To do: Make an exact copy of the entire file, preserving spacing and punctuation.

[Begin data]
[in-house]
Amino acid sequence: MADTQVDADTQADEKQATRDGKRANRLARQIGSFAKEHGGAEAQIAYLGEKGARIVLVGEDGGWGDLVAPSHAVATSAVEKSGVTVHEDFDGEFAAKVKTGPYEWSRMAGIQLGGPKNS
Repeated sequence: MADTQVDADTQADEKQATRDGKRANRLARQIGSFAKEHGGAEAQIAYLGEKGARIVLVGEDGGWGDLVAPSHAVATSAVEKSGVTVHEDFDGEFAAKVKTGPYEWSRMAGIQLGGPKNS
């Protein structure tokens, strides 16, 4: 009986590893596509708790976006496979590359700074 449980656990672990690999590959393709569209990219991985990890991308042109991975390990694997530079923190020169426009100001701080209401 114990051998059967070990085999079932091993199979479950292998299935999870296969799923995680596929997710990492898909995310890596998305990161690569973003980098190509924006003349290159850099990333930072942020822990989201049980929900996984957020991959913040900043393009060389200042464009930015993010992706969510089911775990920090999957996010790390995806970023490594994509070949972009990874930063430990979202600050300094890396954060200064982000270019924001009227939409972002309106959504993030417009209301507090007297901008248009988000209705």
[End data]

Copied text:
[in-house]
Amino acid sequence: MADTQVDADTQADEKQATRDGKRANRLARQIGSFAKEHGGAEAQIAYLGEKGARIVLVGEDGGWGDLVAPSHAVATSAVEKSGVTVHEDFDGEFAAKVKTGPYEWSRMAGIQLGGPKNS
Repeated sequence: MADTQVDADTQADEKQATRDGKRANRLARQIGSFAKEHGGAEAQIAYLGEKGARIVLVGEDGGWGDLVAPSHAVATSAVEKSGVTVHEDFDGEFAAKVKTGPYEWSRMAGIQLGGPKNS
């Protein structure tokens, strides 16, 4: 009986590893596509708790976006496979590359700074 449980656990672990690999590959393709569209990219991985990890991308042109991975390990694997530079923190020169426009100001701080209401 114990051998059967070990085999079932091993199979479950292998299935999870296969799923995680596929997710990492898909995310890596998305990161690569973003980098190509924006003349290159850099990333930072942020822990989201049980929900996984957020991959913040900043393009060389200042464009930015993010992706969510089911775990920090999957996010790390995806970023490594994509070949972009990874930063430990979202600050300094890396954060200064982000270019924001009227939409972002309106959504993030417009209301507090007297901008248009988000209705």